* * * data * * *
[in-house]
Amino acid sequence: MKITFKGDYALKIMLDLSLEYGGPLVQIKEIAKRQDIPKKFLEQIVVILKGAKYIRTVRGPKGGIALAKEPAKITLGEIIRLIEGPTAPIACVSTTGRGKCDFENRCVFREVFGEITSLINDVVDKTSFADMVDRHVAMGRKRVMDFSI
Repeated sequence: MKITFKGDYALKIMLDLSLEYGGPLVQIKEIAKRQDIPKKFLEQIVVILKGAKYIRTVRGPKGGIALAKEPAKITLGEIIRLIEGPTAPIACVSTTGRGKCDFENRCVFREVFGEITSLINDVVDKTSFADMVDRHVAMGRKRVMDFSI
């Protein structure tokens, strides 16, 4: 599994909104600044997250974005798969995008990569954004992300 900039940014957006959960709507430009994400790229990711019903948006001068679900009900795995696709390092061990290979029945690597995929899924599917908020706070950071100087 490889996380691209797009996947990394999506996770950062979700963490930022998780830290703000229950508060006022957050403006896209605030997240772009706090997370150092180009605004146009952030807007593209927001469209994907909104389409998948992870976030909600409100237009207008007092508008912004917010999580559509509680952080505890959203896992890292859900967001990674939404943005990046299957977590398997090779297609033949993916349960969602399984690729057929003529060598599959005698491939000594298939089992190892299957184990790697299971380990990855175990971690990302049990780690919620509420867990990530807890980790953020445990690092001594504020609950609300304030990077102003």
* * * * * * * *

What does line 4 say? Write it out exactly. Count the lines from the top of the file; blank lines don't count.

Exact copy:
């Protein structure tokens, strides 16, 4: 599994909104600044997250974005798969995008990569954004992300 900039940014957006959960709507430009994400790229990711019903948006001068679900009900795995696709390092061990290979029945690597995929899924599917908020706070950071100087 490889996380691209797009996947990394999506996770950062979700963490930022998780830290703000229950508060006022957050403006896209605030997240772009706090997370150092180009605004146009952030807007593209927001469209994907909104389409998948992870976030909600409100237009207008007092508008912004917010999580559509509680952080505890959203896992890292859900967001990674939404943005990046299957977590398997090779297609033949993916349960969602399984690729057929003529060598599959005698491939000594298939089992190892299957184990790697299971380990990855175990971690990302049990780690919620509420867990990530807890980790953020445990690092001594504020609950609300304030990077102003």